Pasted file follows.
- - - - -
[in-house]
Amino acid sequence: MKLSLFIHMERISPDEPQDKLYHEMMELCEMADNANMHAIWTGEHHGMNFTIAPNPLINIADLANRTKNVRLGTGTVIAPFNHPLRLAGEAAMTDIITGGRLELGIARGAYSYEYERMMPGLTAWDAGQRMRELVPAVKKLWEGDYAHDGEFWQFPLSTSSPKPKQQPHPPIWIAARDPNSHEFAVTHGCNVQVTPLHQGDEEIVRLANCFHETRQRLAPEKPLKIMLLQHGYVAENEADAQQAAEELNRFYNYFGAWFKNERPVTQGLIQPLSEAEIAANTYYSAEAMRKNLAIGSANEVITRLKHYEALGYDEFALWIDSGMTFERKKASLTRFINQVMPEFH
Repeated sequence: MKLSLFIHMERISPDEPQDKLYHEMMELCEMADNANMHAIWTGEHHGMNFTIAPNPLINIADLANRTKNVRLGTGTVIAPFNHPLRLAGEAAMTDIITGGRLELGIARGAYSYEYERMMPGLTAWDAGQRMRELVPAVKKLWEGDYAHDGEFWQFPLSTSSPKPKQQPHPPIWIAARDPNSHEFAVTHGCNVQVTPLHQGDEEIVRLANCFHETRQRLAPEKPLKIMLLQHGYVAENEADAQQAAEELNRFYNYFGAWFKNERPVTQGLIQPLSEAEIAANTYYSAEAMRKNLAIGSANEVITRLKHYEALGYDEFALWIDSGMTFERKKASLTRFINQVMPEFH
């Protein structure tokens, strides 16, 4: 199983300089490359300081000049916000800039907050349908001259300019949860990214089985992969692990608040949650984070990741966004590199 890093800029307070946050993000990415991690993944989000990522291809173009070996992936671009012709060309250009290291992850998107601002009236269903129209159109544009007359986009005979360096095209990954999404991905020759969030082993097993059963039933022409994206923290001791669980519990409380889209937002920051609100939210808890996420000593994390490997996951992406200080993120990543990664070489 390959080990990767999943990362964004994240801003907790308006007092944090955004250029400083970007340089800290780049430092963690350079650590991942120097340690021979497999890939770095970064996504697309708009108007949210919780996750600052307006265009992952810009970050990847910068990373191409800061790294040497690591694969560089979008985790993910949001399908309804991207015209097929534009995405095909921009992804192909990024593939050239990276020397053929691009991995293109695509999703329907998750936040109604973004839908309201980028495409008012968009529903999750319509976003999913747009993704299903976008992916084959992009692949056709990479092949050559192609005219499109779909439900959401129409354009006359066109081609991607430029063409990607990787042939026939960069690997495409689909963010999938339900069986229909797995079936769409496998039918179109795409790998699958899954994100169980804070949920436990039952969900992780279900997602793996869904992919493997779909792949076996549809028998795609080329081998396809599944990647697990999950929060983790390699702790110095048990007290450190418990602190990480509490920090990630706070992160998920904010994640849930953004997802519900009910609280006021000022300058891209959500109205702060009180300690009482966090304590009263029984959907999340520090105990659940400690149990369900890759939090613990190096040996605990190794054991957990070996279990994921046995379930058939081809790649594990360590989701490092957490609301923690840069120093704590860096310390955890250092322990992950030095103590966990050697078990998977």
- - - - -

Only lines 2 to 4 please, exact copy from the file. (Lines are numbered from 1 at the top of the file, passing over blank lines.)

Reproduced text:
Amino acid sequence: MKLSLFIHMERISPDEPQDKLYHEMMELCEMADNANMHAIWTGEHHGMNFTIAPNPLINIADLANRTKNVRLGTGTVIAPFNHPLRLAGEAAMTDIITGGRLELGIARGAYSYEYERMMPGLTAWDAGQRMRELVPAVKKLWEGDYAHDGEFWQFPLSTSSPKPKQQPHPPIWIAARDPNSHEFAVTHGCNVQVTPLHQGDEEIVRLANCFHETRQRLAPEKPLKIMLLQHGYVAENEADAQQAAEELNRFYNYFGAWFKNERPVTQGLIQPLSEAEIAANTYYSAEAMRKNLAIGSANEVITRLKHYEALGYDEFALWIDSGMTFERKKASLTRFINQVMPEFH
Repeated sequence: MKLSLFIHMERISPDEPQDKLYHEMMELCEMADNANMHAIWTGEHHGMNFTIAPNPLINIADLANRTKNVRLGTGTVIAPFNHPLRLAGEAAMTDIITGGRLELGIARGAYSYEYERMMPGLTAWDAGQRMRELVPAVKKLWEGDYAHDGEFWQFPLSTSSPKPKQQPHPPIWIAARDPNSHEFAVTHGCNVQVTPLHQGDEEIVRLANCFHETRQRLAPEKPLKIMLLQHGYVAENEADAQQAAEELNRFYNYFGAWFKNERPVTQGLIQPLSEAEIAANTYYSAEAMRKNLAIGSANEVITRLKHYEALGYDEFALWIDSGMTFERKKASLTRFINQVMPEFH
């Protein structure tokens, strides 16, 4: 199983300089490359300081000049916000800039907050349908001259300019949860990214089985992969692990608040949650984070990741966004590199 890093800029307070946050993000990415991690993944989000990522291809173009070996992936671009012709060309250009290291992850998107601002009236269903129209159109544009007359986009005979360096095209990954999404991905020759969030082993097993059963039933022409994206923290001791669980519990409380889209937002920051609100939210808890996420000593994390490997996951992406200080993120990543990664070489 390959080990990767999943990362964004994240801003907790308006007092944090955004250029400083970007340089800290780049430092963690350079650590991942120097340690021979497999890939770095970064996504697309708009108007949210919780996750600052307006265009992952810009970050990847910068990373191409800061790294040497690591694969560089979008985790993910949001399908309804991207015209097929534009995405095909921009992804192909990024593939050239990276020397053929691009991995293109695509999703329907998750936040109604973004839908309201980028495409008012968009529903999750319509976003999913747009993704299903976008992916084959992009692949056709990479092949050559192609005219499109779909439900959401129409354009006359066109081609991607430029063409990607990787042939026939960069690997495409689909963010999938339900069986229909797995079936769409496998039918179109795409790998699958899954994100169980804070949920436990039952969900992780279900997602793996869904992919493997779909792949076996549809028998795609080329081998396809599944990647697990999950929060983790390699702790110095048990007290450190418990602190990480509490920090990630706070992160998920904010994640849930953004997802519900009910609280006021000022300058891209959500109205702060009180300690009482966090304590009263029984959907999340520090105990659940400690149990369900890759939090613990190096040996605990190794054991957990070996279990994921046995379930058939081809790649594990360590989701490092957490609301923690840069120093704590860096310390955890250092322990992950030095103590966990050697078990998977």